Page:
People consume media in copious amounts through TV, movies, or games. Unsurprisingly, TV and games are also where kids – and society at large – form opinions about their identity and those of others around them. A paediatric study that reviewed research in this field also concluded with the obvious – people are more likely to believe stereotypes about other races if normalized by media. As Indian comedian Hari Kondabolu points out in this video, through mass propagation the stereotype becomes the only lens people start viewing an entire community through. It is a welcome relief when piece by piece, media like True Colors present portraits of diverse people where they are complex, fully-fleshed characters – not just there to be the comic relief or the token best friend.
A visual delight
Technical improvements aid immersion more than any other game in the series. The poor lip sync and facial animations that have plagued the Life is Strange franchise since its inception have undergone a complete makeover, with expressive faces delivering an immersive experience. The small-town ambience of Haven is captured perfectly through the beautiful visual upgrades (I swear, AAA water looks better and better by the day). Though small, the town feels alive and bursting with detail. There are also two arcade games which are quite fun in their own right. I aggressively pursued the high score, however doing that doesn’t unlock any external achievements or in-game dialogue as I had hoped it would.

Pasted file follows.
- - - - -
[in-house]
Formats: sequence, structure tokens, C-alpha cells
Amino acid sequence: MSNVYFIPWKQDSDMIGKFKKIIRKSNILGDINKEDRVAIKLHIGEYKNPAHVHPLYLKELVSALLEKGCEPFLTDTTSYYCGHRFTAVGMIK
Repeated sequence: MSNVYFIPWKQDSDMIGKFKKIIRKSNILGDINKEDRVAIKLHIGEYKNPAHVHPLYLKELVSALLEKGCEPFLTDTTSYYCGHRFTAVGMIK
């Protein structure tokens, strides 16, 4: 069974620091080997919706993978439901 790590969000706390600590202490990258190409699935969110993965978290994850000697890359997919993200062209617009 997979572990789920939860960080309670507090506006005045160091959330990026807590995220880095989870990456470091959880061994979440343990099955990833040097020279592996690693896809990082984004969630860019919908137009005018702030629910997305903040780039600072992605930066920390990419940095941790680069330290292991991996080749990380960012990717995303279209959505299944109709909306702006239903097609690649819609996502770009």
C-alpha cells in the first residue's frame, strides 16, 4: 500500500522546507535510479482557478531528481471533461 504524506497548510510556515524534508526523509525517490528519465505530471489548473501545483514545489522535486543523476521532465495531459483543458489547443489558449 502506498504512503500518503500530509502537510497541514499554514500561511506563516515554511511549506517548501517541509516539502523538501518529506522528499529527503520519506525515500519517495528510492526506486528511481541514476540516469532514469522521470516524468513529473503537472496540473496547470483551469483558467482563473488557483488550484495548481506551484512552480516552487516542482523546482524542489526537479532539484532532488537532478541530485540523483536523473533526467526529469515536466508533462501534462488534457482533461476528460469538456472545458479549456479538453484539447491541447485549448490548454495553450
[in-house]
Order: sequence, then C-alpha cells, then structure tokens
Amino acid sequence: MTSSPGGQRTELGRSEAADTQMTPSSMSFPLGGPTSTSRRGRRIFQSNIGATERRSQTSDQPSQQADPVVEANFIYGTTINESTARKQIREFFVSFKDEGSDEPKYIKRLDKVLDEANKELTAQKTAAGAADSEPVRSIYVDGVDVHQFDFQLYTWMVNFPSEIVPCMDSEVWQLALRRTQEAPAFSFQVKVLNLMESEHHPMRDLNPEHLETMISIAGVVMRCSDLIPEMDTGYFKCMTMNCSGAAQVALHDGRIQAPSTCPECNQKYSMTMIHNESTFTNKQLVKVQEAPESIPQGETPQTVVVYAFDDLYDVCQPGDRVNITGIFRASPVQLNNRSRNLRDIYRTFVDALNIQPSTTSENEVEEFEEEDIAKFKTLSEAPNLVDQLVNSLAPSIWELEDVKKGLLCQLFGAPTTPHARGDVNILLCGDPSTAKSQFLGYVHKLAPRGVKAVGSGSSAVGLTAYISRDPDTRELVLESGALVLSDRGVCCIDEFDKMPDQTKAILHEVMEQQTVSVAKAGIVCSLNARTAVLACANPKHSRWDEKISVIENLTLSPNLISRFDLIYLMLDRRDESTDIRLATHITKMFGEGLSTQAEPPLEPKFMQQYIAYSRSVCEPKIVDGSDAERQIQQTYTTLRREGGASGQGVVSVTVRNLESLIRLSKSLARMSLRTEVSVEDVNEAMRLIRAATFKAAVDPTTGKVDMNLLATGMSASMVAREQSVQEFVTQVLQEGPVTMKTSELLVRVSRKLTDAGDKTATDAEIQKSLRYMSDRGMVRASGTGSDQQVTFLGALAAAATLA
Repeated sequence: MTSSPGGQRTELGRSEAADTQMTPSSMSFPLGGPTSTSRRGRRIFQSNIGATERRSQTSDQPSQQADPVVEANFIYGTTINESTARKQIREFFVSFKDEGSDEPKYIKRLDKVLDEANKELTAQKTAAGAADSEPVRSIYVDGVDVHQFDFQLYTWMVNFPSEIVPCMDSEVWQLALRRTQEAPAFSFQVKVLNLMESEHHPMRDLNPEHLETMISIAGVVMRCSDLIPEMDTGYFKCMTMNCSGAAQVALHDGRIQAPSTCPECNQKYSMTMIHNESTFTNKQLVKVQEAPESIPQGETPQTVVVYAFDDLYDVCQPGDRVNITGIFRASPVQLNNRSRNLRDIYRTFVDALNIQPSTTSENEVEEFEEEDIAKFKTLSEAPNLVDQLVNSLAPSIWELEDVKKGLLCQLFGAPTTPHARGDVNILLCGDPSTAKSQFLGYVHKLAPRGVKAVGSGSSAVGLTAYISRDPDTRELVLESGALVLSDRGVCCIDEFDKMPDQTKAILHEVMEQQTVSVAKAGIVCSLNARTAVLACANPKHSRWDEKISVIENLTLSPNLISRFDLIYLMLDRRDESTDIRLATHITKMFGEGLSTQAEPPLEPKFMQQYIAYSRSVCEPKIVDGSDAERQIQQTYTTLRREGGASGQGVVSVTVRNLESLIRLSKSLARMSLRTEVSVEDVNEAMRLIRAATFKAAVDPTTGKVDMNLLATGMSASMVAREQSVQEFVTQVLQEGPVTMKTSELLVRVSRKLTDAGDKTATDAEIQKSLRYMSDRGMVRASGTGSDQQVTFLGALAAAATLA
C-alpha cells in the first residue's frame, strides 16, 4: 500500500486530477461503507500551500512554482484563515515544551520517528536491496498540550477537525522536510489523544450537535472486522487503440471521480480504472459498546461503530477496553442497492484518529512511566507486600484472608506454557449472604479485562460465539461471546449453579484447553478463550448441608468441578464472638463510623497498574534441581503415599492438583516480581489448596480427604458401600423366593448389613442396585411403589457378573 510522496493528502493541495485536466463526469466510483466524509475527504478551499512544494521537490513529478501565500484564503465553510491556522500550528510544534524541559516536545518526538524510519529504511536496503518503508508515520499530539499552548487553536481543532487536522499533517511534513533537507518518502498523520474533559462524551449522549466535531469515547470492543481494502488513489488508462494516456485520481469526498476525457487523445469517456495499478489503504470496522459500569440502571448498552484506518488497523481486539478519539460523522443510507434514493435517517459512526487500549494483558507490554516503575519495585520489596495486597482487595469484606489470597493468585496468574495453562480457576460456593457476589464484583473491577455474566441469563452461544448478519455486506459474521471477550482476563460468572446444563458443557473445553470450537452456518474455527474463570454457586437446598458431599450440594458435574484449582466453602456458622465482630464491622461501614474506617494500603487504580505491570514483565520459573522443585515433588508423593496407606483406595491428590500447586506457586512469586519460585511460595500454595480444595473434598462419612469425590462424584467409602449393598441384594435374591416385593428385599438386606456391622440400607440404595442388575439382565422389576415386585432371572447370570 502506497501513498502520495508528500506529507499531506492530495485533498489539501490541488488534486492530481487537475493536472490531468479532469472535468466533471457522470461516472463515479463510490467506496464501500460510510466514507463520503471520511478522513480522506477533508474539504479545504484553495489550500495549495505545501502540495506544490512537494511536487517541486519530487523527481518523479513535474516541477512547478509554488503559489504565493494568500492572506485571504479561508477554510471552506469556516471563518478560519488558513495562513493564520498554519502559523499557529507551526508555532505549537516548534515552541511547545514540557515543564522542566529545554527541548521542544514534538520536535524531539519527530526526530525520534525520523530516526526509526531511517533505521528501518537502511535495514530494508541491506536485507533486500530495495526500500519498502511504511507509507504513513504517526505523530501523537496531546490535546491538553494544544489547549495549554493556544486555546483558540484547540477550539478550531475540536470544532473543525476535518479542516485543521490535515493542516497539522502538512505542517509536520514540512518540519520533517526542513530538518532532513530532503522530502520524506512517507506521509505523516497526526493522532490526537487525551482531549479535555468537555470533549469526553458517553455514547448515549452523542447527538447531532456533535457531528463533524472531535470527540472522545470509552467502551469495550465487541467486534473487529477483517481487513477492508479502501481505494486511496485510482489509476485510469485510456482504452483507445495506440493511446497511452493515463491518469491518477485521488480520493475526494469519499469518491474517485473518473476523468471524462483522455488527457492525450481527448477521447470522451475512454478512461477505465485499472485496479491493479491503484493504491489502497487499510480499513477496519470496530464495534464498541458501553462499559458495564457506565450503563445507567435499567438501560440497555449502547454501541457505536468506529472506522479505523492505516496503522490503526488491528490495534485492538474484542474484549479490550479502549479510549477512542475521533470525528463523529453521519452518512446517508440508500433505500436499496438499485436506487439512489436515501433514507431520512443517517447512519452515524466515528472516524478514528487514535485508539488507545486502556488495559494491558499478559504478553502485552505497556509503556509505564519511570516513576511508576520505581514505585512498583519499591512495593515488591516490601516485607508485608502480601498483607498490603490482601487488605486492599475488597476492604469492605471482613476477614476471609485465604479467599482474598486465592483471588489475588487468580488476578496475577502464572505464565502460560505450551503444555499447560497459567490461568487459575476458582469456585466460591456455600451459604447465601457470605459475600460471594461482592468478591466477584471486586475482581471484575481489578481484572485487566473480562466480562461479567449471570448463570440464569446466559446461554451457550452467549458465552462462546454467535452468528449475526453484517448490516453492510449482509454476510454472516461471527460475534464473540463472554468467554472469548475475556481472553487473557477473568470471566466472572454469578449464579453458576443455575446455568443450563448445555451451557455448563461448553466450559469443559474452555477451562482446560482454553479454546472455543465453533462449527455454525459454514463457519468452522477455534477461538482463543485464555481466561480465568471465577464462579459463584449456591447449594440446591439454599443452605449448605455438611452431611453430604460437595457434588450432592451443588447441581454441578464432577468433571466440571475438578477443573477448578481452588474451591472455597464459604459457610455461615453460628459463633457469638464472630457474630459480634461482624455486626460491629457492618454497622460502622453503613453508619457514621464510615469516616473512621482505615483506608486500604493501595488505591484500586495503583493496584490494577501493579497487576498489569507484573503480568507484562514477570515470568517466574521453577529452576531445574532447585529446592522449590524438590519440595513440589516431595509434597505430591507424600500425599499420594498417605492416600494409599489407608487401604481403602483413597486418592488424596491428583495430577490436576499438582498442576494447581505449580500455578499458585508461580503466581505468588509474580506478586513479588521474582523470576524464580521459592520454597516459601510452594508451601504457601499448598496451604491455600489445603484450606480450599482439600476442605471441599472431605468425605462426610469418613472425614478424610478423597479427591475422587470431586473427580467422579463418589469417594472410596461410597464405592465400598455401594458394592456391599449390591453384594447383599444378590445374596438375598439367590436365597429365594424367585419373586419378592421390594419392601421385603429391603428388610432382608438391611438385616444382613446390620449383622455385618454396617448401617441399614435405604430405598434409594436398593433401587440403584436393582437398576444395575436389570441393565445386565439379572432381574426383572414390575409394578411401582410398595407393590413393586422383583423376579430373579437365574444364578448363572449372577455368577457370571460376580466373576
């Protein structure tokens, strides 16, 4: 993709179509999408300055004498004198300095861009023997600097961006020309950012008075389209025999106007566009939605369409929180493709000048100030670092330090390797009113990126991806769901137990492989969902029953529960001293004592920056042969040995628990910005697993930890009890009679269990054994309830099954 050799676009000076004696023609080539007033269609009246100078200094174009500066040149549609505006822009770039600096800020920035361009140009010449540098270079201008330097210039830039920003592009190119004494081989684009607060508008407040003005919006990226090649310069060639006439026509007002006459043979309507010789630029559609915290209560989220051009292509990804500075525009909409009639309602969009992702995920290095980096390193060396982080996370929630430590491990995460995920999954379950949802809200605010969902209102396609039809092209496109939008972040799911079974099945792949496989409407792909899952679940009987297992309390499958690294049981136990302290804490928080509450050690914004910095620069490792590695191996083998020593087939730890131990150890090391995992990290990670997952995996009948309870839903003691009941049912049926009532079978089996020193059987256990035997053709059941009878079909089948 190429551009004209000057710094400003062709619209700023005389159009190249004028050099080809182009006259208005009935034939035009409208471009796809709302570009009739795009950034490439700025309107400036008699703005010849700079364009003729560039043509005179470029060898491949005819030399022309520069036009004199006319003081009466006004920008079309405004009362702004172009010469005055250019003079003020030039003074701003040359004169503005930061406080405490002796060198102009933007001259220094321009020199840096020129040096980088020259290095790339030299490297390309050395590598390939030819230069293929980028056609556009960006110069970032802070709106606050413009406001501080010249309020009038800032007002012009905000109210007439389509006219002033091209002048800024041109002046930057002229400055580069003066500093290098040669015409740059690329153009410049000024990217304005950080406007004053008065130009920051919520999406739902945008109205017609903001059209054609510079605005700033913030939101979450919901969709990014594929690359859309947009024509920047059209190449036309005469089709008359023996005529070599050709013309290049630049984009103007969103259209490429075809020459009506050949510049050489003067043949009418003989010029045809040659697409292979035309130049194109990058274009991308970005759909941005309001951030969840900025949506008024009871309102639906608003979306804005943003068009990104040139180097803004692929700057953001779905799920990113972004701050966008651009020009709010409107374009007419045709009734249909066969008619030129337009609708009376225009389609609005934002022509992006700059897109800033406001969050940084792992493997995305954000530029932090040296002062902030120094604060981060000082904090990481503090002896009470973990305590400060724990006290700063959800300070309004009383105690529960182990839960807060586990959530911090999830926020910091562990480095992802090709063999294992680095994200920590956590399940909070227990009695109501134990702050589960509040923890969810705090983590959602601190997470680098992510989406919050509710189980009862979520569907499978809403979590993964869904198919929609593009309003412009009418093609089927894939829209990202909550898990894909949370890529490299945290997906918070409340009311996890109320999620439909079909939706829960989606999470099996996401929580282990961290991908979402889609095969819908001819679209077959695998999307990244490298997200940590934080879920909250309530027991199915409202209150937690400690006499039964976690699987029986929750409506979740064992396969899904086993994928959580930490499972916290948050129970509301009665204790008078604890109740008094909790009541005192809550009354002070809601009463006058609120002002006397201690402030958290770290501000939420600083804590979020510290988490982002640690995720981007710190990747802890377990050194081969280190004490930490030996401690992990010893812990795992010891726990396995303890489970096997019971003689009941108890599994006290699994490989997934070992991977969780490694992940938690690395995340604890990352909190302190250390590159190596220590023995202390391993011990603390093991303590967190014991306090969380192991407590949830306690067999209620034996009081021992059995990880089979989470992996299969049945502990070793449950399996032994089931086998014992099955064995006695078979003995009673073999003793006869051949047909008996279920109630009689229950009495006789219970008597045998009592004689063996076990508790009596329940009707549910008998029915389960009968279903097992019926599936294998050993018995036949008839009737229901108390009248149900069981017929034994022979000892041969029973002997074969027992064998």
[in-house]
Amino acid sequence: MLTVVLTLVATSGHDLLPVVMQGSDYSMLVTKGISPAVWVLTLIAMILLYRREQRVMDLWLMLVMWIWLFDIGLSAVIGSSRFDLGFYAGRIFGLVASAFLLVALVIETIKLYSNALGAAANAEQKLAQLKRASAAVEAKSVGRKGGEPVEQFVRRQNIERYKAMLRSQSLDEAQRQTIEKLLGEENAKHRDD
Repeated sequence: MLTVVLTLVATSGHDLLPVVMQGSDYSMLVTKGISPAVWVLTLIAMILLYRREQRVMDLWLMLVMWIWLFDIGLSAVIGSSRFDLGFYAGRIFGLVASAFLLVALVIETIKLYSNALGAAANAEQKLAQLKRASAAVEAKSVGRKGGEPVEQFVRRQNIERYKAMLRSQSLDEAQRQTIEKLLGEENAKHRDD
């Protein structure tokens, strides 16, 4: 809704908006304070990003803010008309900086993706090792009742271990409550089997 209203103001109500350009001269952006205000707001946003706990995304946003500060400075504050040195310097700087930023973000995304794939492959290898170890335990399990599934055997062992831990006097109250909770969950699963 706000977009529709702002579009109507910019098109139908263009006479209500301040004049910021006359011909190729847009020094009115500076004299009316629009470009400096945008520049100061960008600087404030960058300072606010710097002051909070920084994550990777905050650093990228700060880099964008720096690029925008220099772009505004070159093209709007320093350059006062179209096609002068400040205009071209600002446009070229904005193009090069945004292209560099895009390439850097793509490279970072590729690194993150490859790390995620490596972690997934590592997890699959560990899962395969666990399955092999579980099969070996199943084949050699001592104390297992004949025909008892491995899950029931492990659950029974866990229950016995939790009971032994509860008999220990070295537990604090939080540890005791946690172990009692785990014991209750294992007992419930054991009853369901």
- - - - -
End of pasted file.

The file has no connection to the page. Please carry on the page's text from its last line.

Life is Strange continues to evolve with diversity. This refusal to rely on established characters and storylines is a breath of fresh air in an industry often ruled by franchise titles. Backed by gorgeous visuals and a soundtrack to match, it brings an earnest story to the table. Fans of the series will find much to enjoy here, although for now the price tag in some parts of the world might have the game rain checked.
Life is Strange: True Colors is out now for the PS5, PS4, Xbox One, Xbox Series X, Xbox Series S, Nintendo Switch & Microsoft Windows.
Looking for something different? Take a look at this piece on why DontNod’s Tell Me Why is such an important game.